Common Bedsore Locations
Regulating Moisture and Heat
DermaTherapy®'s uniquely engineered fibers have micro channels that wicks moisture away
Cost: Prevention is always better than a cure. The average cost of treating a pressure ulcer is estimated at ~$10k. DermaTherapy sheets are relatively inexpensive compared to other interventions. In addition DermaTherapy sheets deliver lasting protection for years.
Clinically-Proven Technology for Bedsores
DermaTherapy bedding was compared with standard hospital bedding for 307 patients at risk of pressure wound development in an acute-care renal unit, over a six-month period.1
In The Hospital
Tips For Skin Care
Inspect the skin daily and look carefully for warning signs of a bedsore. Keep skin clean and dry. Use a gentle cleanser to wash the skin and pat, not rub, dry. Repeat this cleansing routine regularly to reduce the skin's exposure to moisture, stool and urine. Protect the skin from friction and shear. DermaTherapy includes design elements that protect against the causes of friction and shear.
Symptoms Of Bedsores
According to the National Pressure Ulcer Advisory Panel, there are 4 stages of bedsores:
Stage 1: Skin looks red and can feel warm to the touch. You may also experience pain or itch. With darkly pigmented skin, the bedsore may have a blue or purple tint.
Stage 2: Affected skin shows more damaged and is very painful. The wound bed is visible, pink or red, moist and may also present as an intact or ruptured blister.
Stage 3: At this stage, bedsores are deeper and usually have a crater-like appearance.
Stage 4: This is the most severe type of bedsore. Patients will have a significant gaping wound with exposed muscle, tendons and bone which is very susceptible to infection.
Complications of bedsores, some of which are life-threatening, include:
Cellulitis: Cellulitis is an infection of the skin and adjacent soft tissues. Symptoms can be warmth, redness and swelling of the affected area.
Bone and joint infections: An infection from a bedsore can invade into bones and joints. Joint infections (septic arthritis) can damage cartilage. Bone infections (osteomyelitis) can limit the function of the limbs.
Cancer: Marjolin's ulcers (long-term, non-healing wounds) can develop into a type of squamous cell carcinoma
Sepsis: An untreated pressure injury can often lead to sepsis.
|"The fabric is designed to reduce friction, which allows a patient to move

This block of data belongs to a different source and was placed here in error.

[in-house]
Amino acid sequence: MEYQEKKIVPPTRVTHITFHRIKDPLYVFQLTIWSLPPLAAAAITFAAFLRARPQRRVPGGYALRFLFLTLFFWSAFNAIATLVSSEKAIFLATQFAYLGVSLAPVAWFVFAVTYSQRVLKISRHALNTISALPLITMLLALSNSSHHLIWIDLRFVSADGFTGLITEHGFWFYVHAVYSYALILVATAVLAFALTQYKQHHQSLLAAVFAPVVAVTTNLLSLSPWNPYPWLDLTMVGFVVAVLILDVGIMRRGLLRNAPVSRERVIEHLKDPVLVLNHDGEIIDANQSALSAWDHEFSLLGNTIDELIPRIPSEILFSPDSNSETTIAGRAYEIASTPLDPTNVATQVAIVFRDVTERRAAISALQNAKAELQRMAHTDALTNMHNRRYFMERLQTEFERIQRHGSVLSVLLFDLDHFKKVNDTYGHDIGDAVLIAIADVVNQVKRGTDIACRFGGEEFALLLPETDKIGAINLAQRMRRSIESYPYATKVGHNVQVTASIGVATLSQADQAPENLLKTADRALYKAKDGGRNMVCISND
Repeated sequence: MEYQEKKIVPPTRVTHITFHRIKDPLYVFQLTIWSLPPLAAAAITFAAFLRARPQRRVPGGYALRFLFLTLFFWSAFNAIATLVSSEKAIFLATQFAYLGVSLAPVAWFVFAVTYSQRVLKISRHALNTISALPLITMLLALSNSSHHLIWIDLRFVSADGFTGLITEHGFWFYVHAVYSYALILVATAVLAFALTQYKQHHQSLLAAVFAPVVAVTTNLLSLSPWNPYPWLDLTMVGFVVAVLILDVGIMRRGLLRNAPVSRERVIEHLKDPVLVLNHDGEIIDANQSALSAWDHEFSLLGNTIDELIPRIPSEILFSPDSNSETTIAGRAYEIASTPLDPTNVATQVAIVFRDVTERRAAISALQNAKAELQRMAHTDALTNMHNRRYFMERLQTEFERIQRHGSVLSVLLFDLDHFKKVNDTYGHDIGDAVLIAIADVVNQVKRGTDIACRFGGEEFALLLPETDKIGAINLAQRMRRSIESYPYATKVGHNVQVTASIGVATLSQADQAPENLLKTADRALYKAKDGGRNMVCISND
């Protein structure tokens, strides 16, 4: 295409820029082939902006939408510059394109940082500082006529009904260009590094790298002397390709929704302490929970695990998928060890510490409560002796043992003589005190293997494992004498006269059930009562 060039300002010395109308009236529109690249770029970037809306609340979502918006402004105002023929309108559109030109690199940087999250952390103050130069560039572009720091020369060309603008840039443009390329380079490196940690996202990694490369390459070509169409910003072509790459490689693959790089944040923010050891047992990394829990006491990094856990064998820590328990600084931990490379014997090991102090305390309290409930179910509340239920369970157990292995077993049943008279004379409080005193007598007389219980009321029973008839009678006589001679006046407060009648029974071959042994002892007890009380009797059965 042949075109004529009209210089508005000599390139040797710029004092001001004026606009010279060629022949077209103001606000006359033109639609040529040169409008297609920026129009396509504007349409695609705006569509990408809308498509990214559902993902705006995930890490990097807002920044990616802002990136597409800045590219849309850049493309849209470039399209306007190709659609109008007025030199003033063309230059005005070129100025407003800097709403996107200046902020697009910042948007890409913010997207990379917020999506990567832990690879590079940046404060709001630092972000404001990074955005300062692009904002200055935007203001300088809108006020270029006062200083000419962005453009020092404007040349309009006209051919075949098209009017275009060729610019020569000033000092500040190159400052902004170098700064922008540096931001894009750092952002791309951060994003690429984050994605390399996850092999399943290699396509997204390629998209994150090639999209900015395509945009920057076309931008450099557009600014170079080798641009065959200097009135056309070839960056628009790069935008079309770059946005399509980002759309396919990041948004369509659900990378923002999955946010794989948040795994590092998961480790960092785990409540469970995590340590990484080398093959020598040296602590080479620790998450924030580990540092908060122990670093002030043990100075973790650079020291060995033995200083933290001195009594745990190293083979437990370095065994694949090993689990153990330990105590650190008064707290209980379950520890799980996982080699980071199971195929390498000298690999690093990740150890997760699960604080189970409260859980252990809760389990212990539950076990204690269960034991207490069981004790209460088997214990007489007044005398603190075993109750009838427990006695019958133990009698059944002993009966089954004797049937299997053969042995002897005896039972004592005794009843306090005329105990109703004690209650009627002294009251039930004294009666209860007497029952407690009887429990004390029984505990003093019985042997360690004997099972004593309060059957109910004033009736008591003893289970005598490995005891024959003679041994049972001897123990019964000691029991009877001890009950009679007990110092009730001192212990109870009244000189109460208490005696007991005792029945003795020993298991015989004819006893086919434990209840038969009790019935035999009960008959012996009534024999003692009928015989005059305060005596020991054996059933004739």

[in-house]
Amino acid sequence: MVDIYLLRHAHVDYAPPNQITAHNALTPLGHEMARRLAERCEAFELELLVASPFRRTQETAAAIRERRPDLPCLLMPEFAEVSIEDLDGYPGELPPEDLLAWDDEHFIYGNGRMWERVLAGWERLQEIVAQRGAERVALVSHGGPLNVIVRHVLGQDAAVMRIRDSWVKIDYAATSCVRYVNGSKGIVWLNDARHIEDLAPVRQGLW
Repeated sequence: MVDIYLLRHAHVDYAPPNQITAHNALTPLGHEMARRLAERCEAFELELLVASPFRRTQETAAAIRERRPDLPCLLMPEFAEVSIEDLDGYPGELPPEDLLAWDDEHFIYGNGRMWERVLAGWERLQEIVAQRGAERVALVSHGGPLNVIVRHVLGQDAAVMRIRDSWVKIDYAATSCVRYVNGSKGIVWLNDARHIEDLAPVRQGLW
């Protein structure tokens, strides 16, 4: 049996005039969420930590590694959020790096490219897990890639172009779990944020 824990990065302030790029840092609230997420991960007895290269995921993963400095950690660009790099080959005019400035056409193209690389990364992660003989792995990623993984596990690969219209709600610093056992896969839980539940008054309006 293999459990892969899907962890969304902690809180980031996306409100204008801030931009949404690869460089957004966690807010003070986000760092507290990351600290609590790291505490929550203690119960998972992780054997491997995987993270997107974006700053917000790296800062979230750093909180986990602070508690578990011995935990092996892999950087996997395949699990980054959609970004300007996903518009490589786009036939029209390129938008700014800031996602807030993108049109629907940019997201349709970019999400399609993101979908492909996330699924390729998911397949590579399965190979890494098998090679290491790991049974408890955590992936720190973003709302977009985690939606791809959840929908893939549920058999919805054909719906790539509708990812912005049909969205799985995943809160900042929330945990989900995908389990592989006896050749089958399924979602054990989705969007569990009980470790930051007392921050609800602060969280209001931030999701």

easily across the bed, making it less likely that a patient’s weakened
or moist skin could develop a pressure ulcer or bedsore."
- Annette Smith, VP of Nursing and Patient Services, Wesley Long Hospital
Food and Drug Administration (FDA)
DermaTherapy has FDA clearance as a Class I medical device for atopic dermatitis, eczema and psoriasis, and pressure sores. DermaTherapy is the first and only bedding to achieve this distinction. Technical classifications for DermaTherapy include:
Class I medical device for use by patients who are susceptible to pressure ulcers. DermaTherapy Bed Linens help to reduce the likelihood of patients developing pressure ulcers by reducing moisture, friction and shear on the patient’s skin. (Reg. K152884)
Developing pressure ulcers (also known as bedsores) is inevitable when you’re confined to bed for long periods of time. Cotton-blend sheets collect moisture that increases friction and creates an adverse microclimate around the body, leading to painful beds sores. Our anti-microbial sheets wick away the moisture that accumulates between the patient and the mattress, creating a favorable and protective microclimate. Infections never see the light of day, and bedsores can heal in these conditions. In fact, people develop 62% fewer bedsores when using DermaTherapy linens.
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DermaTherapy® also provides relief from other conditions:
1 Coladonato J, Smith A, Watson N, Brown AT, McNichol LL, Clegg A, McPhail L, Griffin T, Montgomery TG. Prospective, Nonrandomized Controlled Trials to Compare the Effect of a Silk-Like Fabric to Standard Hospital Linens on the Rate of Hospital-acquired Pressure Ulcers. J Ostomy Wound Management 2012; 58(10):14-31.